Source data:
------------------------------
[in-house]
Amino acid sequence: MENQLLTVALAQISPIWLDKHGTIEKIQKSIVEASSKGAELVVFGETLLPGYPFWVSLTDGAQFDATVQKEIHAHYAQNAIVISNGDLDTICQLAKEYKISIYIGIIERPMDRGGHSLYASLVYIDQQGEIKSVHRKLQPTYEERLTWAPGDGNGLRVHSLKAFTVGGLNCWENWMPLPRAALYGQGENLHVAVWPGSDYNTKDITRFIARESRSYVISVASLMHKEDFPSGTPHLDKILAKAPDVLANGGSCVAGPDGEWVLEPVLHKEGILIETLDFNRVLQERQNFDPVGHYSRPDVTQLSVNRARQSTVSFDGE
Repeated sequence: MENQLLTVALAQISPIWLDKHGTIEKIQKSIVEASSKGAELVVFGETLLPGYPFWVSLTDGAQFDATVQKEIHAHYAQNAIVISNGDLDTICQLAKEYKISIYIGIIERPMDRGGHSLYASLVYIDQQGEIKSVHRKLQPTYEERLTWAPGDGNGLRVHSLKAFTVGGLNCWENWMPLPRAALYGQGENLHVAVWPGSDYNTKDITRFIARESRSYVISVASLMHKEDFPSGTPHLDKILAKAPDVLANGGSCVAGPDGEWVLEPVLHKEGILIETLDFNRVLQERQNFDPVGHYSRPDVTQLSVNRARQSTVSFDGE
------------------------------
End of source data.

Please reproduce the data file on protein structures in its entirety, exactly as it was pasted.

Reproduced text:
[in-house]
Amino acid sequence: MENQLLTVALAQISPIWLDKHGTIEKIQKSIVEASSKGAELVVFGETLLPGYPFWVSLTDGAQFDATVQKEIHAHYAQNAIVISNGDLDTICQLAKEYKISIYIGIIERPMDRGGHSLYASLVYIDQQGEIKSVHRKLQPTYEERLTWAPGDGNGLRVHSLKAFTVGGLNCWENWMPLPRAALYGQGENLHVAVWPGSDYNTKDITRFIARESRSYVISVASLMHKEDFPSGTPHLDKILAKAPDVLANGGSCVAGPDGEWVLEPVLHKEGILIETLDFNRVLQERQNFDPVGHYSRPDVTQLSVNRARQSTVSFDGE
Repeated sequence: MENQLLTVALAQISPIWLDKHGTIEKIQKSIVEASSKGAELVVFGETLLPGYPFWVSLTDGAQFDATVQKEIHAHYAQNAIVISNGDLDTICQLAKEYKISIYIGIIERPMDRGGHSLYASLVYIDQQGEIKSVHRKLQPTYEERLTWAPGDGNGLRVHSLKAFTVGGLNCWENWMPLPRAALYGQGENLHVAVWPGSDYNTKDITRFIARESRSYVISVASLMHKEDFPSGTPHLDKILAKAPDVLANGGSCVAGPDGEWVLEPVLHKEGILIETLDFNRVLQERQNFDPVGHYSRPDVTQLSVNRARQSTVSFDGE